Douglas Moylan Leevin Camacho Gary Frank Gumataotao
The conduct and competence of the Guam government is getting a lot of attention in an election year on the island. Name the agency and there’s a scandal or alleged scandal unfolding, be it Guam Memorial Hospital, the Police Department, the Chamorro Land Trust and the list goes on and on.
If corruption and/or lawbreaking are responsible for these matters, the attorney general, as Guam’s legal officer, is a major actor or as many have contended over the years, non-actor in investigating the problems and prosecuting wrong-doers.
All three of the non-partisan candidates, Douglas Moylan, Leevin Camacho and Gary Frank Gumataotao face the voters first in the Aug. 25 primary. The two survivors will be on the November ballot, hoping to succeed Elizabeth Barret-Anderson, who decided not to seek reelection.
All three have clear Guam roots and have practiced law here for many years. Following one-term as the Guam’s first elected attorney general from 2004 to 2006, Moylan has been a practicing attorney, describing his specialties as general criminal and civil cases.
In the course of 12 years of practice, Camacho is best known for his activities in environmental law, including the well-publicized efforts to save the Pagat Village area from encroachment by a military firing range and to block construction of a high-rise tower in southern Guam.
Gumataotao has been a player for decades, both as an attorney and through his involvement in the Guam private sector. In 2014, he ran for lieutenant governor with former Governor Carl Gutierrez.
Guam’s attorney general position became an elected office in 2002, a move aimed at avoiding a loyalty conflict and ensure neutral investigation into cases involving the administration. Prior to 2002, the attorney general was appointed by the governor. The transition years mostly entailed a struggle to define the scope and limitations of the powers of the chief legal office. Moylan, who emerged as a controversial figure, prosecuted a number of cases involving previous administration’s officials — with equal amount of feats and failures.
Over the years, however, the government’s questionable actions have been unchallenged.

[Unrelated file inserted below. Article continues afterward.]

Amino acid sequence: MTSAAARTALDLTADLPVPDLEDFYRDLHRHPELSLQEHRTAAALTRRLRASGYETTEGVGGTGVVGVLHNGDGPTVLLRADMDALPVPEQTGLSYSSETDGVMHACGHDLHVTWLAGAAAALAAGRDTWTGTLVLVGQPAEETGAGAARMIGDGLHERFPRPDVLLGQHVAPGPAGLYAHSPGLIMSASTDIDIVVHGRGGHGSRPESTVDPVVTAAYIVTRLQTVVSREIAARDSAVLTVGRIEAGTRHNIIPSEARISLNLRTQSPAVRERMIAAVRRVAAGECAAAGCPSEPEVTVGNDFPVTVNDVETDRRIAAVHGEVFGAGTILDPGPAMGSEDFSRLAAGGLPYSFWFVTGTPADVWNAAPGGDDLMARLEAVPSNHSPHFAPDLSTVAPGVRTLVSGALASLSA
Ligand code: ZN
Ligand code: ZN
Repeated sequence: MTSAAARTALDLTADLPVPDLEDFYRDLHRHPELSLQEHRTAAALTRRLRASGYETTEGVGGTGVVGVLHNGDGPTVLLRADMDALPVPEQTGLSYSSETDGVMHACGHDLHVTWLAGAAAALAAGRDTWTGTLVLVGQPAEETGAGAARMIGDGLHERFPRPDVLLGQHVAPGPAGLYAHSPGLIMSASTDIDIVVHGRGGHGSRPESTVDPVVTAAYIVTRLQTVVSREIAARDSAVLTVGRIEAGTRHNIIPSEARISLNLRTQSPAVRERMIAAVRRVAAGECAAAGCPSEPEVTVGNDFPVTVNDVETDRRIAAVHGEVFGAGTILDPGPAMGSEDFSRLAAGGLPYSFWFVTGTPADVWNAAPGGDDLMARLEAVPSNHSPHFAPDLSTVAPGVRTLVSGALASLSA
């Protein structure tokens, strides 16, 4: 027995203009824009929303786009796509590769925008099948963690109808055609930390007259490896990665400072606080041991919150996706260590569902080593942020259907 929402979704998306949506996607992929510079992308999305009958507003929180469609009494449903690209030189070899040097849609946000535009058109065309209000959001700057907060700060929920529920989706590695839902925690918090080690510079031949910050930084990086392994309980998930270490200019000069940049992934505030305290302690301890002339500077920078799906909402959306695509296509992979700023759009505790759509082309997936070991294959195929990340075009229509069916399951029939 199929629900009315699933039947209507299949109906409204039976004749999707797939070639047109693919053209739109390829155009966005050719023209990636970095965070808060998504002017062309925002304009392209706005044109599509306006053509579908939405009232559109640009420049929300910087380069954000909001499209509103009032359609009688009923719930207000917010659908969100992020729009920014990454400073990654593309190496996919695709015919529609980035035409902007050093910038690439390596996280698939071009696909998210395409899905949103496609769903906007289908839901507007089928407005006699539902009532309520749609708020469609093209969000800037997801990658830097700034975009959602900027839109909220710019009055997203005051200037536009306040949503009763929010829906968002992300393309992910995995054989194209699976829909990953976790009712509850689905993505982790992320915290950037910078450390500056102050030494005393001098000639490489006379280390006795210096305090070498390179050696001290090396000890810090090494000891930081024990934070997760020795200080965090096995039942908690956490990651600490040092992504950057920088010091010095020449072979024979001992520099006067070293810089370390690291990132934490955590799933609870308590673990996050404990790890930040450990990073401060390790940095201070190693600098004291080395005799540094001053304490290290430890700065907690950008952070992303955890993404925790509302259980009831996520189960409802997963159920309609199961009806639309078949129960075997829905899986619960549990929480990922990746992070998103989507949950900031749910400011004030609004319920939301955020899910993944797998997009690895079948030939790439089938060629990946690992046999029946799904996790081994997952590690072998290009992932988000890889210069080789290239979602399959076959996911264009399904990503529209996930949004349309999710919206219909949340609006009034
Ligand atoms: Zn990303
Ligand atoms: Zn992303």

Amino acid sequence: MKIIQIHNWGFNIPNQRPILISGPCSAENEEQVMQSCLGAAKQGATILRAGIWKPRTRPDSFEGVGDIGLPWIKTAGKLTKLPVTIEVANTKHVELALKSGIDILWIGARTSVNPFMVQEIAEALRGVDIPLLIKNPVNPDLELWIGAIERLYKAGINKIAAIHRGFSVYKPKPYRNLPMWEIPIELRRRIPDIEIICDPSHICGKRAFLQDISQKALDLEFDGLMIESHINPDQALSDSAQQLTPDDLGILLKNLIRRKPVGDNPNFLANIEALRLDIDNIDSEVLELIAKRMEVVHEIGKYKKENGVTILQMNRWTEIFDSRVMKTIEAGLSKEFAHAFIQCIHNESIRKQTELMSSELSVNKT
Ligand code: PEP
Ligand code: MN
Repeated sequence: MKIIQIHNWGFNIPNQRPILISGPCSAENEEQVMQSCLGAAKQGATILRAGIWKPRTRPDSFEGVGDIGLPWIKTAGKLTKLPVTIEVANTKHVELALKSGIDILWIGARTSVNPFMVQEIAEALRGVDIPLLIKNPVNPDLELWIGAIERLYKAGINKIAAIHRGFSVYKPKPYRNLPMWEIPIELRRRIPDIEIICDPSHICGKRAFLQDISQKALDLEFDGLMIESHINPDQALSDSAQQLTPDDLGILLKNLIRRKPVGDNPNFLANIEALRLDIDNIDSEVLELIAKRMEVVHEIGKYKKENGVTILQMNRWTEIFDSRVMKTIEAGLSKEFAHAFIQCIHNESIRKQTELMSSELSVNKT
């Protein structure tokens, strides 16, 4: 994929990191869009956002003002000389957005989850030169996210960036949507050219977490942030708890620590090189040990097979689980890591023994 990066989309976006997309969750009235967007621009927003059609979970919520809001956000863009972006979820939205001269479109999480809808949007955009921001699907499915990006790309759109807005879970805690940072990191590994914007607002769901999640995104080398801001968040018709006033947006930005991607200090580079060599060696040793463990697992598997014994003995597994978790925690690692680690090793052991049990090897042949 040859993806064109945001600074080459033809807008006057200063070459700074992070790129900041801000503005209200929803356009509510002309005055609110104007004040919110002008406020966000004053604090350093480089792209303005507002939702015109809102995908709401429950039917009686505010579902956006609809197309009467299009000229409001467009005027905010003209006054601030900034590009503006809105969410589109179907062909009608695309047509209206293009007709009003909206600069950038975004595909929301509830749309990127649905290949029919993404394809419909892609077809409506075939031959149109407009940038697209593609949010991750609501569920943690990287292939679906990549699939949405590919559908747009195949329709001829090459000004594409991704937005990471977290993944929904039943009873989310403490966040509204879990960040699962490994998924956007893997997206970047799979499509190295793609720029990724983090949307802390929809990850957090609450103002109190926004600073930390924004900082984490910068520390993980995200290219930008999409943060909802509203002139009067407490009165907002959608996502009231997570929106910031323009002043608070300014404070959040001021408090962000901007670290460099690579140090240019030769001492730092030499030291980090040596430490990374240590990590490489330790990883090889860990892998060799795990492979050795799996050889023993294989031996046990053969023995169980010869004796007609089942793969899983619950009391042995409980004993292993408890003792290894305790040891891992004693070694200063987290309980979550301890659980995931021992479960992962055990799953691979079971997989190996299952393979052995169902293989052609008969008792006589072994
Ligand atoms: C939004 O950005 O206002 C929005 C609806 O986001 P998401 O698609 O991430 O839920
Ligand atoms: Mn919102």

Sensing the growing public discontent with the performance of the government, all three candidates have presented themselves as corruption fighters, though to somewhat different degrees.
Moylan claims credit for successful prosecution of 26 government corruption cases during his tenure as attorney general. “No one is perfect, but I can assure you that mistakes that occurred in the past will not recur again,” he said. “Mutual and better communication and cooperation with the governor will be critical and has not been paid sufficient attention to by my successors since I left office in 2006.”
Camacho vows to investigate allegations of government corruptions and hold the culprits accountable. “One of my top priorities will be to look at strengthening the whistleblower protection statutes. The vast majority of government of Guam employees want to do the right thing. But they also have families to care for and bills to pay. We need to ensure that if they come forward with information about government mismanagement, they are protected,” he said. “And while eliminating corruption is an important duty of the attorney general, it is not the only one. We must explore new ways to improve other critical services that are provided by the Office of the Attorney General.”
Gumataotao noted that current government scandals are occurring while public officials are raising taxes and crying wolf. “Where is the attorney general? Where are the investigations by the attorney general? Where are the indictments? Where are the trials?” he asked. “Commit the crime and do the time! Gumataotao will investigate all credible reports of waste, fraud and abuse. We will have a 24-hour hotline for corruption. I will prosecute you no matter what your politics, religion, family, ethnicity, sex or age.”